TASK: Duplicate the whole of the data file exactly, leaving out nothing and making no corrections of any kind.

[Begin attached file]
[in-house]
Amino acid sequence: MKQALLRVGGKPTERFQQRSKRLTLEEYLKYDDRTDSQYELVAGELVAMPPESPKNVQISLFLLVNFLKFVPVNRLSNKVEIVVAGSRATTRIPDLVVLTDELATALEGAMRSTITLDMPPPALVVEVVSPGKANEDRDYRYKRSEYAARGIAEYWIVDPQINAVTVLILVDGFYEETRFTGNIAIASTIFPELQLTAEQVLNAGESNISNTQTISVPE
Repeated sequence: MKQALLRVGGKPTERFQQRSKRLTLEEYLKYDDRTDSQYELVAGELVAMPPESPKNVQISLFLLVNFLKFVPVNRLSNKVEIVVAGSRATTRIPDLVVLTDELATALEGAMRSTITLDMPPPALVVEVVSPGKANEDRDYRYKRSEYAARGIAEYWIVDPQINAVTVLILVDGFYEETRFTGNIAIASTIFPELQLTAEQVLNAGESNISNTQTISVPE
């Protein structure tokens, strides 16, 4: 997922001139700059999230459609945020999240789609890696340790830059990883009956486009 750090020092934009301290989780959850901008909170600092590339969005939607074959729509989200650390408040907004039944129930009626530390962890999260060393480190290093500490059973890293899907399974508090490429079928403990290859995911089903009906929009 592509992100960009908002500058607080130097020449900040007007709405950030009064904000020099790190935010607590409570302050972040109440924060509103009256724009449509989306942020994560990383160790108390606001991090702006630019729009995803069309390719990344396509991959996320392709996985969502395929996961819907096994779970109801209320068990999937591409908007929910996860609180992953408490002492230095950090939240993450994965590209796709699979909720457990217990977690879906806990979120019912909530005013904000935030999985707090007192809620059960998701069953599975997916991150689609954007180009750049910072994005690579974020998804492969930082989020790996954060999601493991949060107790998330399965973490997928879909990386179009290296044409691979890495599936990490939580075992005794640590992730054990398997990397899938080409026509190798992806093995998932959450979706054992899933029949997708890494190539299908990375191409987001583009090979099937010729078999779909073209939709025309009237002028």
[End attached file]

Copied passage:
[in-house]
Amino acid sequence: MKQALLRVGGKPTERFQQRSKRLTLEEYLKYDDRTDSQYELVAGELVAMPPESPKNVQISLFLLVNFLKFVPVNRLSNKVEIVVAGSRATTRIPDLVVLTDELATALEGAMRSTITLDMPPPALVVEVVSPGKANEDRDYRYKRSEYAARGIAEYWIVDPQINAVTVLILVDGFYEETRFTGNIAIASTIFPELQLTAEQVLNAGESNISNTQTISVPE
Repeated sequence: MKQALLRVGGKPTERFQQRSKRLTLEEYLKYDDRTDSQYELVAGELVAMPPESPKNVQISLFLLVNFLKFVPVNRLSNKVEIVVAGSRATTRIPDLVVLTDELATALEGAMRSTITLDMPPPALVVEVVSPGKANEDRDYRYKRSEYAARGIAEYWIVDPQINAVTVLILVDGFYEETRFTGNIAIASTIFPELQLTAEQVLNAGESNISNTQTISVPE
């Protein structure tokens, strides 16, 4: 997922001139700059999230459609945020999240789609890696340790830059990883009956486009 750090020092934009301290989780959850901008909170600092590339969005939607074959729509989200650390408040907004039944129930009626530390962890999260060393480190290093500490059973890293899907399974508090490429079928403990290859995911089903009906929009 592509992100960009908002500058607080130097020449900040007007709405950030009064904000020099790190935010607590409570302050972040109440924060509103009256724009449509989306942020994560990383160790108390606001991090702006630019729009995803069309390719990344396509991959996320392709996985969502395929996961819907096994779970109801209320068990999937591409908007929910996860609180992953408490002492230095950090939240993450994965590209796709699979909720457990217990977690879906806990979120019912909530005013904000935030999985707090007192809620059960998701069953599975997916991150689609954007180009750049910072994005690579974020998804492969930082989020790996954060999601493991949060107790998330399965973490997928879909990386179009290296044409691979890495599936990490939580075992005794640590992730054990398997990397899938080409026509190798992806093995998932959450979706054992899933029949997708890494190539299908990375191409987001583009090979099937010729078999779909073209939709025309009237002028």